By now you're probably wondering how Slingshot is different from Snapchat. We'll tell you: You can't view shots from friends until you send them a return shot. That's right. Facebook is forcing you to engage with friends on Slingshot. Upon sending return shots to friends, their "locked" shots will become "unlocked" to you. You can see exactly how many locked or unlocked shots you have from within the camera view, because there will be a notice at the top of your screen, or you can swipe down from the camera view to access another contacts area and see all your locked shots.
You will also notice this mini contacts area has an option for you to add friends. Tap that option to manually search for usernames on Slingshot. We imagine this option is only useful for people who don't have a Facebook or maybe if you want to find celebrities by their widely-used online handles. We can't picture too many celebrities Slingshotting with random fans any time soon. But, hey, you never know.
Anyway, going back to locked shots. After you create a shot and send it to a friend to unlock their shot, the locked shot will immediately appear just for you. Literally. It'll declare "just for you" on the shot. Stare at the shot as long as you want. Maybe even take a screenshot. Because once you're finished looking at it, you'll have to swipe it away. The shot will disappear into cyberspace, never to be seen again. You will however be able to flip through all your recently unlocked shots, kind of like flipping through a mini Facebook feed full of photos tailored for you, but eventually you'll need to swipe them all away.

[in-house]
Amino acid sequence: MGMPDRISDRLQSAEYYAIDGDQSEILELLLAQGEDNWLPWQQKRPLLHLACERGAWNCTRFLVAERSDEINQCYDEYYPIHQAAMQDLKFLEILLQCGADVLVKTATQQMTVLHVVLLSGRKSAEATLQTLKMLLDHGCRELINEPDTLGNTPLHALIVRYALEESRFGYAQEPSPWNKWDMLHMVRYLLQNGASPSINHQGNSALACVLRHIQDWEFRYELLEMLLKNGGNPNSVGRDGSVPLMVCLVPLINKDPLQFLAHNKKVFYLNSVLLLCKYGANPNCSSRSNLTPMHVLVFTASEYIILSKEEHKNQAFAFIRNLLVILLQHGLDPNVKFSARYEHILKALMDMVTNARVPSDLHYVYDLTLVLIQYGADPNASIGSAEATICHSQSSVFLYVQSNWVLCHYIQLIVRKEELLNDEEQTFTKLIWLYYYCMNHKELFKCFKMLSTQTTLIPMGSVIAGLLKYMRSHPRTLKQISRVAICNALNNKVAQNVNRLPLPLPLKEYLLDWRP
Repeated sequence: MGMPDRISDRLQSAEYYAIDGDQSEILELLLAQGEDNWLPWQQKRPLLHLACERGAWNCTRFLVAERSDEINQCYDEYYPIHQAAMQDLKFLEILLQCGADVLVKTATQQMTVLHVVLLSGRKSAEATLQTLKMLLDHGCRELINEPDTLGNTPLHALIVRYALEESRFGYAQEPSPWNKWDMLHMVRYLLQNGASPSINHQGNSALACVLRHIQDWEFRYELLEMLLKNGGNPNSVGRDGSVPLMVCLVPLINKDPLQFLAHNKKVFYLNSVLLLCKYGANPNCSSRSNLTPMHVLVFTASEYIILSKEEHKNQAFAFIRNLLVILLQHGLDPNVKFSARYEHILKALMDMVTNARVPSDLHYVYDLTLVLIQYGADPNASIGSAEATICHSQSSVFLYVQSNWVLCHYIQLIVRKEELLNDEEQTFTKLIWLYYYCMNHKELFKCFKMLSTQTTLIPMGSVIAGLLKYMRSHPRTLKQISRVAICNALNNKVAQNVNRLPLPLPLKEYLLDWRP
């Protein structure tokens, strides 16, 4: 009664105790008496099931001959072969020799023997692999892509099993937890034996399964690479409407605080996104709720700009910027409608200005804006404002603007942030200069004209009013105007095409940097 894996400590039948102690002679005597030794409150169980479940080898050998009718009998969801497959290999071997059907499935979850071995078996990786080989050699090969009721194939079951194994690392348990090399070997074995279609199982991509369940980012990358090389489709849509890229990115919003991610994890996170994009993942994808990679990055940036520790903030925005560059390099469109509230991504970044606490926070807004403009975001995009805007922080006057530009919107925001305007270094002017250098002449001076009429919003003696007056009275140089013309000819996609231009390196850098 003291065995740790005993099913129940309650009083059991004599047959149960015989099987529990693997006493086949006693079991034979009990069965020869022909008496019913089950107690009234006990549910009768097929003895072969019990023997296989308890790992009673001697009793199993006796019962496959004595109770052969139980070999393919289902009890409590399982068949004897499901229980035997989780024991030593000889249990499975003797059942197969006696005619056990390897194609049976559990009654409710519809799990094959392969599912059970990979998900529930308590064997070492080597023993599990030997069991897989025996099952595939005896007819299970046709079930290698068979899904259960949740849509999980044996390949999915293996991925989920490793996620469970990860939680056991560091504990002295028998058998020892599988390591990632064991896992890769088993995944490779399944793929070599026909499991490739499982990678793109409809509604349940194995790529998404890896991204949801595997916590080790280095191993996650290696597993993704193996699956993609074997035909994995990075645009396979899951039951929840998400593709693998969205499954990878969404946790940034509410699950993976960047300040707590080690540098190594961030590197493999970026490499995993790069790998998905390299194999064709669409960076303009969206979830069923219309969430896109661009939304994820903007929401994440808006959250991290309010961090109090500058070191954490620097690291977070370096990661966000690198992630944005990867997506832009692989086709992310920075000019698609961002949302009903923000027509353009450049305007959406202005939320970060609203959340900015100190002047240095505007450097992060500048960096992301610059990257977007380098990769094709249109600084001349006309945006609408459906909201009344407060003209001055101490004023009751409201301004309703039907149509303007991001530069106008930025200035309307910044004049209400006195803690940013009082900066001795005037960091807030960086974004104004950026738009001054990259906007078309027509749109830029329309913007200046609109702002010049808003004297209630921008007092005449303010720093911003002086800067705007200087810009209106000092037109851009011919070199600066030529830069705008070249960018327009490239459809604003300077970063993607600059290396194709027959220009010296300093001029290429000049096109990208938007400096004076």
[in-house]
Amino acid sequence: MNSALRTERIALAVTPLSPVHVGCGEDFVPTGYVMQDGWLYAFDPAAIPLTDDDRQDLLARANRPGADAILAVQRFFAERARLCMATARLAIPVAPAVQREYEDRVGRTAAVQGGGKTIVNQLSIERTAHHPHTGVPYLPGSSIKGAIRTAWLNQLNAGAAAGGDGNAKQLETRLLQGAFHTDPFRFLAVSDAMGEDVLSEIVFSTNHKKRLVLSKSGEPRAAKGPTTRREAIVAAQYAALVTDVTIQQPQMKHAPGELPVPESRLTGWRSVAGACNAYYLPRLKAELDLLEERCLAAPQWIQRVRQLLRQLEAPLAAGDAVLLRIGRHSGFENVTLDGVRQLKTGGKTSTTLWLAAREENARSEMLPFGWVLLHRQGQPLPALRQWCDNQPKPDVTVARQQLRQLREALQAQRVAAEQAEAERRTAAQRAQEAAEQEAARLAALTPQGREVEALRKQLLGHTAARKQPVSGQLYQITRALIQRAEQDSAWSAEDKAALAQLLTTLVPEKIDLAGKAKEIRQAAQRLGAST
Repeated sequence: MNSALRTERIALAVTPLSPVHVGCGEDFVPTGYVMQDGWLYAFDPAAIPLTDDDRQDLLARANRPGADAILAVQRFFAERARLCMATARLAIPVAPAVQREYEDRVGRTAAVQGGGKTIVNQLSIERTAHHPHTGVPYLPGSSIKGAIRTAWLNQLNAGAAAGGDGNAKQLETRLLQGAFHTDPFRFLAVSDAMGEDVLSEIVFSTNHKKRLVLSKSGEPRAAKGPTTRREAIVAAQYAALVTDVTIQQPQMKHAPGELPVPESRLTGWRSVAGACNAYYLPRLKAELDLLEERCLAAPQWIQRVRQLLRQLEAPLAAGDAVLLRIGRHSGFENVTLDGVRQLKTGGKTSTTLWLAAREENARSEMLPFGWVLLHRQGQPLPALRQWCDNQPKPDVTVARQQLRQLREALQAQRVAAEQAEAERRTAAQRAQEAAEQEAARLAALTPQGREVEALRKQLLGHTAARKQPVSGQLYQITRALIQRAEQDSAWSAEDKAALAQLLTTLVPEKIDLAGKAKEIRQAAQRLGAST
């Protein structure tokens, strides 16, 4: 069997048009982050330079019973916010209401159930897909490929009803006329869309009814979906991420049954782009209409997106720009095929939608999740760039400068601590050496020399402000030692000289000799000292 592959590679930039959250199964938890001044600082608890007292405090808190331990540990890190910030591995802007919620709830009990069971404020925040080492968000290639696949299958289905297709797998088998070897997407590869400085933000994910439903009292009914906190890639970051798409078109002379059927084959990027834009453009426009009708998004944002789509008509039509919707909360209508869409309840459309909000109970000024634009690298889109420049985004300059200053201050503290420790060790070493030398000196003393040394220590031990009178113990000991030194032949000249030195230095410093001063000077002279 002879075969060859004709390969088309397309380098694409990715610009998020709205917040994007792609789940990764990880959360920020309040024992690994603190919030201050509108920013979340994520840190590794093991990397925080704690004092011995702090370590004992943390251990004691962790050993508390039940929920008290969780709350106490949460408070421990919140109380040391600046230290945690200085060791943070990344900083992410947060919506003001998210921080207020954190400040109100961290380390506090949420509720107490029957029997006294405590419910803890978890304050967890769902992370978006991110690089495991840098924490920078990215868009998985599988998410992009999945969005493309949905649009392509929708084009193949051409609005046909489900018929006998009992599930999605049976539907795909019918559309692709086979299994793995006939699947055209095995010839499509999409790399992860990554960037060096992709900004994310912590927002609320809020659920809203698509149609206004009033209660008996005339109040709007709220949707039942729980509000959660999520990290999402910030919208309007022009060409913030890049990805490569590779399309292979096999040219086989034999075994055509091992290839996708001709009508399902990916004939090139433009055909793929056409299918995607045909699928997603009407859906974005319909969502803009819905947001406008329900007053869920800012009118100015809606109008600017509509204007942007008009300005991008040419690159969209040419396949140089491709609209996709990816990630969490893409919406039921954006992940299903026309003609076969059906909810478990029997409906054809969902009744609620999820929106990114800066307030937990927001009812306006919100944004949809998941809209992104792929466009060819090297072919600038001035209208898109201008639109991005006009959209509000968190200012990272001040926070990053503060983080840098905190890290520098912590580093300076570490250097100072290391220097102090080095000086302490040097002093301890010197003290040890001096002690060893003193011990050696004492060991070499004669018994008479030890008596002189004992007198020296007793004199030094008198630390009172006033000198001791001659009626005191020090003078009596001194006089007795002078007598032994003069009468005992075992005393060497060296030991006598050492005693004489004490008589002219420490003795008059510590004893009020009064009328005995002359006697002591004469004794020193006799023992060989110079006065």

Sounds a lot like Snapchat, right? But Facebook has added one more twist to this process: you can react to unlocked shots. Before you swipe away a shot for good, tap on the shot to bring up mini camera view from the bottom. This little areas essentially lets you return a shot directly from the shot you have unlocked. You can add a caption, but you can't draw. It's like a paired down shot, meant only to show your reaction. And, like Snapchat, every reaction you've made is gone forever once you sling it to a friend.
And that's it. Slingshot for iPhone is pretty sleek and simple. It took us a few minutes to get a feel for the app and become familiar with its workflow, but Pocket-lint is confident both young and old users should find it easy enough to navigate. It's not too complex to figure out - though remembering gestures and how to find certain menus or options can take some time. We should mention that the design probably won't blow your mind. After all, the app is basically all about the camera view and full-screen shots. There's not much room to get fancy with the interface.
We did however like the ability to add captions and draw when in camera view. All those tools were very fun and simple to learn and access. Kudos, Facebook. But we thought the sound effects throughout Slingshot were a bit much, especially in camera view. And we found ourselves turning our device volume off several times like when toggling from creating to viewing video shots. Between all the swishes and funky tunes, it sounded like we we're in the middle of a children's arcade.
And finally, it was a strange feeling to get a push notification from Slingshot yet not have instant gratification. We couldn't view our messages in that very moment. We had to engage with friends first. And we're not accustom to apps or services making us work for our entertainment or content. We're not entirely sure if many users will like being put in that same situation as well. But Facebook, which recently shut down other failed apps like Poke and Camera, is giving it a shot anyway. Pun intended.